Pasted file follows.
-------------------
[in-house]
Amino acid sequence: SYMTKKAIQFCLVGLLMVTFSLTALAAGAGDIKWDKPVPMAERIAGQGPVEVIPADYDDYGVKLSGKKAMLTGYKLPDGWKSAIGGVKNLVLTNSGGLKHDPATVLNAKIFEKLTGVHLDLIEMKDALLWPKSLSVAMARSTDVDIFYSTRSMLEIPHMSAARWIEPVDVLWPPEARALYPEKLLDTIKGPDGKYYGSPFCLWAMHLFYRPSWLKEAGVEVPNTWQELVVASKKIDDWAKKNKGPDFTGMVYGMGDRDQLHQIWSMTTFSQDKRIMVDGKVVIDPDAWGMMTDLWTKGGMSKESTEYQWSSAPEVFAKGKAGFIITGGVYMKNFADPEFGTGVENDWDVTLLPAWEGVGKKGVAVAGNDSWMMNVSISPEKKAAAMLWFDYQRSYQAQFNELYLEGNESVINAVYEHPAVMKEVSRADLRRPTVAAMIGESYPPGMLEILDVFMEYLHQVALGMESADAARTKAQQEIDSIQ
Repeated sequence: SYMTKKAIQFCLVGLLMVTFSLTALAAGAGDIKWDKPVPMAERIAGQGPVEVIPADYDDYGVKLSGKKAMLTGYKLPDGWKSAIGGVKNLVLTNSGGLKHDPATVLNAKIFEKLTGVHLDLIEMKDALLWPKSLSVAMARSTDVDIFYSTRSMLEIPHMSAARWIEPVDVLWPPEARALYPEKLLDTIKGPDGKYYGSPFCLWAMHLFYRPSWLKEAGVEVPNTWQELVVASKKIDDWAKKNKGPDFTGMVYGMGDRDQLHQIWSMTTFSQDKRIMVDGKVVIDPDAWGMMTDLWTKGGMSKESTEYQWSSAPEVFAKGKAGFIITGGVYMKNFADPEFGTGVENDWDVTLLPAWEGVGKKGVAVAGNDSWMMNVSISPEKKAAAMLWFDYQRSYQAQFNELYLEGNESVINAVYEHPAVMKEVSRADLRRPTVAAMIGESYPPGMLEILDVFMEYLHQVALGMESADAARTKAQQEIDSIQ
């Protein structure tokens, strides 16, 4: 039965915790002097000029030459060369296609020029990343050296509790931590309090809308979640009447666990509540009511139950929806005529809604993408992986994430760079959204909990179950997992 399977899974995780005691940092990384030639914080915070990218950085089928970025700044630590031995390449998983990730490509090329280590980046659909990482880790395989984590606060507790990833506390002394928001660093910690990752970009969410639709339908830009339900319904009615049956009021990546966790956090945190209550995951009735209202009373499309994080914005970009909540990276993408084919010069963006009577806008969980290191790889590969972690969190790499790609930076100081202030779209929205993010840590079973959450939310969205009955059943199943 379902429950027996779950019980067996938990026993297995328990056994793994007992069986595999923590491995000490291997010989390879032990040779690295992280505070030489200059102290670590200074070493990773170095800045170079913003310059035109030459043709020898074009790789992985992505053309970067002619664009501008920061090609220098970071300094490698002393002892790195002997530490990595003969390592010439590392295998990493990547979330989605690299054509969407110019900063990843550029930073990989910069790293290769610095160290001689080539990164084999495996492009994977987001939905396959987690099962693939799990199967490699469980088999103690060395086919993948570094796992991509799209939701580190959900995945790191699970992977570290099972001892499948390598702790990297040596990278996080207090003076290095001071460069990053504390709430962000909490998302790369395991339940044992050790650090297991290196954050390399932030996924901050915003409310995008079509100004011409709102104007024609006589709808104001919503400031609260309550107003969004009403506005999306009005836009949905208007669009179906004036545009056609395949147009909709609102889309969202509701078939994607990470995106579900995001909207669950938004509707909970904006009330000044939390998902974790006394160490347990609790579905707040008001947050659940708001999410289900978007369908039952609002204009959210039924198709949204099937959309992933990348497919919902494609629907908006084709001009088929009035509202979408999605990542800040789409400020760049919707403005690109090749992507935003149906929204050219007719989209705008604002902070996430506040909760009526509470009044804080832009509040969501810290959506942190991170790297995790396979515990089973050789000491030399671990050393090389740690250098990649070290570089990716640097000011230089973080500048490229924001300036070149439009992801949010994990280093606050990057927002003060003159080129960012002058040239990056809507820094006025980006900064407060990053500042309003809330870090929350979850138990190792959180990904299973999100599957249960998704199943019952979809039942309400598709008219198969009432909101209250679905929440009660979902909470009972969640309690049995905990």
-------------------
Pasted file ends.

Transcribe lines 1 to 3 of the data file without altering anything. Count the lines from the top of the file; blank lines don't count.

[in-house]
Amino acid sequence: SYMTKKAIQFCLVGLLMVTFSLTALAAGAGDIKWDKPVPMAERIAGQGPVEVIPADYDDYGVKLSGKKAMLTGYKLPDGWKSAIGGVKNLVLTNSGGLKHDPATVLNAKIFEKLTGVHLDLIEMKDALLWPKSLSVAMARSTDVDIFYSTRSMLEIPHMSAARWIEPVDVLWPPEARALYPEKLLDTIKGPDGKYYGSPFCLWAMHLFYRPSWLKEAGVEVPNTWQELVVASKKIDDWAKKNKGPDFTGMVYGMGDRDQLHQIWSMTTFSQDKRIMVDGKVVIDPDAWGMMTDLWTKGGMSKESTEYQWSSAPEVFAKGKAGFIITGGVYMKNFADPEFGTGVENDWDVTLLPAWEGVGKKGVAVAGNDSWMMNVSISPEKKAAAMLWFDYQRSYQAQFNELYLEGNESVINAVYEHPAVMKEVSRADLRRPTVAAMIGESYPPGMLEILDVFMEYLHQVALGMESADAARTKAQQEIDSIQ
Repeated sequence: SYMTKKAIQFCLVGLLMVTFSLTALAAGAGDIKWDKPVPMAERIAGQGPVEVIPADYDDYGVKLSGKKAMLTGYKLPDGWKSAIGGVKNLVLTNSGGLKHDPATVLNAKIFEKLTGVHLDLIEMKDALLWPKSLSVAMARSTDVDIFYSTRSMLEIPHMSAARWIEPVDVLWPPEARALYPEKLLDTIKGPDGKYYGSPFCLWAMHLFYRPSWLKEAGVEVPNTWQELVVASKKIDDWAKKNKGPDFTGMVYGMGDRDQLHQIWSMTTFSQDKRIMVDGKVVIDPDAWGMMTDLWTKGGMSKESTEYQWSSAPEVFAKGKAGFIITGGVYMKNFADPEFGTGVENDWDVTLLPAWEGVGKKGVAVAGNDSWMMNVSISPEKKAAAMLWFDYQRSYQAQFNELYLEGNESVINAVYEHPAVMKEVSRADLRRPTVAAMIGESYPPGMLEILDVFMEYLHQVALGMESADAARTKAQQEIDSIQ